KENNETH ROGOFF writes: Judging by the number of times phrases such as “equitable growth” and “the distributional footprint of monetary policy” appear in central bankers’ speeches nowadays, it is clear that monetary policymakers are feeling the heat as concerns about the rise of inequality continue to grow. But is monetary policy to blame for this problem, and is it really the right tool for redistributing income?
Gita Gopinath writes: The global economic recovery continues, but with a widening gap between advanced economies and many emerging market and developing economies. Our latest global growth forecast of 6 percent for 2021 is unchanged from the previous outlook, but the composition has changed.
- The COVID-19 pandemic has exacerbated socioeconomic inequalities.
- Mitigating inequality requires a mix of bottom-up and top-down changes that address the underlying social and economic systems.
- Seven experts shine a light on creating a future that leaves no one behind.
The COVID-19 pandemic has probably caused the greatest economic, political and social damage to humanity since World War II. In fact, it will accelerate and deepen some of the pre-existing processes and trends and will confront us with new challenges and scenarios at the global level, the scope of which we barely glimpse.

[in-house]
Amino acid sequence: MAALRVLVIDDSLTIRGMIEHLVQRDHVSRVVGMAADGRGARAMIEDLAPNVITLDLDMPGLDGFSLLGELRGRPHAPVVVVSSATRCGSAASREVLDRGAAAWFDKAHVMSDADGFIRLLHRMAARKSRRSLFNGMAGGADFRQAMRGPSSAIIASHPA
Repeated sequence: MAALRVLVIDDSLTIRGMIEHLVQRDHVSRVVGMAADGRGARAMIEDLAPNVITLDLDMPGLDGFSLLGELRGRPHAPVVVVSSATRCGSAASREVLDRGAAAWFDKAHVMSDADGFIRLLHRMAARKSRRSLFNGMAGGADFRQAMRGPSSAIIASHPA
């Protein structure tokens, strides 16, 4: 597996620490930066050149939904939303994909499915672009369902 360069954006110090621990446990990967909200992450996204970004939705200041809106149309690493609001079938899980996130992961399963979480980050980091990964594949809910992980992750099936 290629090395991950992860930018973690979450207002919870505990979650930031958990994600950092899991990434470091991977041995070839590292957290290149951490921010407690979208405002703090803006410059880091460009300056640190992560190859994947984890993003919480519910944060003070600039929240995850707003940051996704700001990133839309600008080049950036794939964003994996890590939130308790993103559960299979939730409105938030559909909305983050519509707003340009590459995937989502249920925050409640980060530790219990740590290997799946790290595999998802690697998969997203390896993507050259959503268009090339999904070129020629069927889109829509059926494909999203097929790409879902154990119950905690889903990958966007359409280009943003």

Ours is a time of exciting technological change. The era of smart machines holds the promise of a more prosperous future for all. But it demands smarter policies to realize that promise. To capture potential gains in productivity and economic growth and to address rising inequality, policies will need to be more responsive to change as technology reshapes markets. And change will only intensify as artificial intelligence and other new advances drive digital transformation further—and at an accelerated pace in the aftermath of the COVID-19 pandemic.